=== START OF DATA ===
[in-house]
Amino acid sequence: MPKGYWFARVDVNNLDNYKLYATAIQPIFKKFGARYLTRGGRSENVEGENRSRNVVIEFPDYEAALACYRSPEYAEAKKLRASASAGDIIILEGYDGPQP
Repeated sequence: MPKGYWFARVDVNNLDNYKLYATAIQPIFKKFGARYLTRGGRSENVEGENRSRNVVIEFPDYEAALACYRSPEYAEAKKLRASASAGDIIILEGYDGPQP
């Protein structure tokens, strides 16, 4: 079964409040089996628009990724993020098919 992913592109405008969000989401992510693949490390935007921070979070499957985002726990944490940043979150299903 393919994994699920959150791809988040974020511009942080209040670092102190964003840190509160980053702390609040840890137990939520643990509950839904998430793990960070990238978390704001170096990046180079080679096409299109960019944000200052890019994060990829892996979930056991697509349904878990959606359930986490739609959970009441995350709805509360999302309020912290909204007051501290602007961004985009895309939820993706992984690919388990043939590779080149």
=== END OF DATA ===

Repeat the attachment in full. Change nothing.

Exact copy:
[in-house]
Amino acid sequence: MPKGYWFARVDVNNLDNYKLYATAIQPIFKKFGARYLTRGGRSENVEGENRSRNVVIEFPDYEAALACYRSPEYAEAKKLRASASAGDIIILEGYDGPQP
Repeated sequence: MPKGYWFARVDVNNLDNYKLYATAIQPIFKKFGARYLTRGGRSENVEGENRSRNVVIEFPDYEAALACYRSPEYAEAKKLRASASAGDIIILEGYDGPQP
């Protein structure tokens, strides 16, 4: 079964409040089996628009990724993020098919 992913592109405008969000989401992510693949490390935007921070979070499957985002726990944490940043979150299903 393919994994699920959150791809988040974020511009942080209040670092102190964003840190509160980053702390609040840890137990939520643990509950839904998430793990960070990238978390704001170096990046180079080679096409299109960019944000200052890019994060990829892996979930056991697509349904878990959606359930986490739609959970009441995350709805509360999302309020912290909204007051501290602007961004985009895309939820993706992984690919388990043939590779080149």